Muslim American Youth: Understanding Hyphenated Identities through Multiple Methods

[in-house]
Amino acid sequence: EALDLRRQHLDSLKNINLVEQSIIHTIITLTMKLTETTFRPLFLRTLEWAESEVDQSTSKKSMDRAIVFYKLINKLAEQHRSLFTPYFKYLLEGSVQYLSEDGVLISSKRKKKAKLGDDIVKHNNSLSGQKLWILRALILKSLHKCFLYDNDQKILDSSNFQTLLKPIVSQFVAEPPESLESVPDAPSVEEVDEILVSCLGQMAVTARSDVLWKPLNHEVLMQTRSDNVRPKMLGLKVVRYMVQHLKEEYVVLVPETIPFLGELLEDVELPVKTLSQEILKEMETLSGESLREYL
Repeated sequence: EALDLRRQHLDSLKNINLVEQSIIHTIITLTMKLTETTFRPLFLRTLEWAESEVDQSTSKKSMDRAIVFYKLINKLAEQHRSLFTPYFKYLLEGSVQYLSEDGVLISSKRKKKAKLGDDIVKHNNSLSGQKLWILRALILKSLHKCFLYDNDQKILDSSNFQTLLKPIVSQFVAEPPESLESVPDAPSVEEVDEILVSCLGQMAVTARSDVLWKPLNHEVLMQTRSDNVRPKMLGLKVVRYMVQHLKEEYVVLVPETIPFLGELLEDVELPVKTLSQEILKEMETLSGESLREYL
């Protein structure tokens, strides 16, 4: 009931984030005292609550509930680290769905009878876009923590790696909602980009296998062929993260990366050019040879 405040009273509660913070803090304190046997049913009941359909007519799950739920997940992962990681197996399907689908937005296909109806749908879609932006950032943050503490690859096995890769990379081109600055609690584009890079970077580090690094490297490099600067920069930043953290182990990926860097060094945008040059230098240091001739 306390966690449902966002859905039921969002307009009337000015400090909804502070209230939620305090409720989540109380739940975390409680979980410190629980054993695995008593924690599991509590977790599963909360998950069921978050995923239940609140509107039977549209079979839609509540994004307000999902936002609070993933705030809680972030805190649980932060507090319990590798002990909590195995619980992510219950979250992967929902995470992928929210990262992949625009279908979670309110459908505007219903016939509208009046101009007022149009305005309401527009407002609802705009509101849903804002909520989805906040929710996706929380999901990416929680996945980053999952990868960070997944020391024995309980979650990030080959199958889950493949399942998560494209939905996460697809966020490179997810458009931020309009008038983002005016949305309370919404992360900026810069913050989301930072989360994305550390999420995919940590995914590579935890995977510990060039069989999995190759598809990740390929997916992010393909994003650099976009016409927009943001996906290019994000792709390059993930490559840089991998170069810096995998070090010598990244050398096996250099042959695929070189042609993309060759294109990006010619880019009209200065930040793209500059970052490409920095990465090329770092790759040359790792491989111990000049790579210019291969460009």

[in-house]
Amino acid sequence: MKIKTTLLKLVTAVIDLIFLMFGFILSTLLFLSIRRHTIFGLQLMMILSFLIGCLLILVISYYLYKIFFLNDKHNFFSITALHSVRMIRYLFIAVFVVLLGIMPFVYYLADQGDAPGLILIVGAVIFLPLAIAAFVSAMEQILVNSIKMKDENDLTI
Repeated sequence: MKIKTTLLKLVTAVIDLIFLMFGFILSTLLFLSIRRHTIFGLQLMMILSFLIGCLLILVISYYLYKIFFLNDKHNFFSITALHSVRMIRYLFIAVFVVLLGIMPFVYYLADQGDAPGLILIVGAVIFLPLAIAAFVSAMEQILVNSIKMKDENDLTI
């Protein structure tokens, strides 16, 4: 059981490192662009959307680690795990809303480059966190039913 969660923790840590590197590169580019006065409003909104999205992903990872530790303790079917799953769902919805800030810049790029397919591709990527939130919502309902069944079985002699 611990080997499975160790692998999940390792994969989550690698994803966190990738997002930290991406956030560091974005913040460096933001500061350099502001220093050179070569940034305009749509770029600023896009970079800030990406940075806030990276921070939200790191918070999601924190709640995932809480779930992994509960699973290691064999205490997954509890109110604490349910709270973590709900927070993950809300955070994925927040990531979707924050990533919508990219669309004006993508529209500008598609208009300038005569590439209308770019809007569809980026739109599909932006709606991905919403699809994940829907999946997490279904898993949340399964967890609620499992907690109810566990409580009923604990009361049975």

'This book provides a unique, powerful, rich, and nuanced understanding of identity development among Muslim-American youth. The publication of Muslim American Youth is a landmark event in developmental science.' - Richard M. Lerner, Bergstrom Chair in Applied Developmental Science, Tufts University ?Sirin and Fine... render visible the complex lives of a profoundly maligned and misunderstood group - Muslim-American youth. They deploy surveys, focus groups, in-depth interviews, and identity maps to explore how Muslim-American youth are creating and re-creating themselves within these politically and socially charged times.... This is a must read.' - M. Brinton Lykes, Lynch School of Education and Center for Human Rights and International Justice, Boston College Since the terrorist attacks of September 11, 2001 and the subsequent ?war on terror,? growing up Muslim in the U. S. has become a far more challenging task for young people. They must contend with popular cultural representations of Muslim-men-as-terrorists and Muslim-women-as-oppressed, the suspicious gaze of peers, teachers, and strangers, and police, and the fierce embodiment of fears in their homes. With great attention to quantitative and qualitative detail, the authors provide heartbreaking and funny stories of discrimination and resistance, delivering hard to ignore statistical evidence of moral exclusion for young people whose lives have been situated on the intimate fault lines of global conflict, and who carry international crises in their backpacks and in their souls. The volume offers a critical conceptual framework to aid in understanding Muslim American identity formation processes, a framework which can also be applied to other groups of marginalized and immigrant youth. In addition, through their innovative data analytic methods that creatively mix youth drawings, intensive individual interviews, focused group discussions, and culturally sensitive survey items, the authors provide an antidote to ?qualitative vs. quantitative? arguments that have unnecessarily captured much time and energy in psychology and other behavioral sciences. Muslim American Youth provides a much-needed roadmap for those seeking to understand how Muslim youth and other groups of immigrant youth negotiate their identities as Americans.


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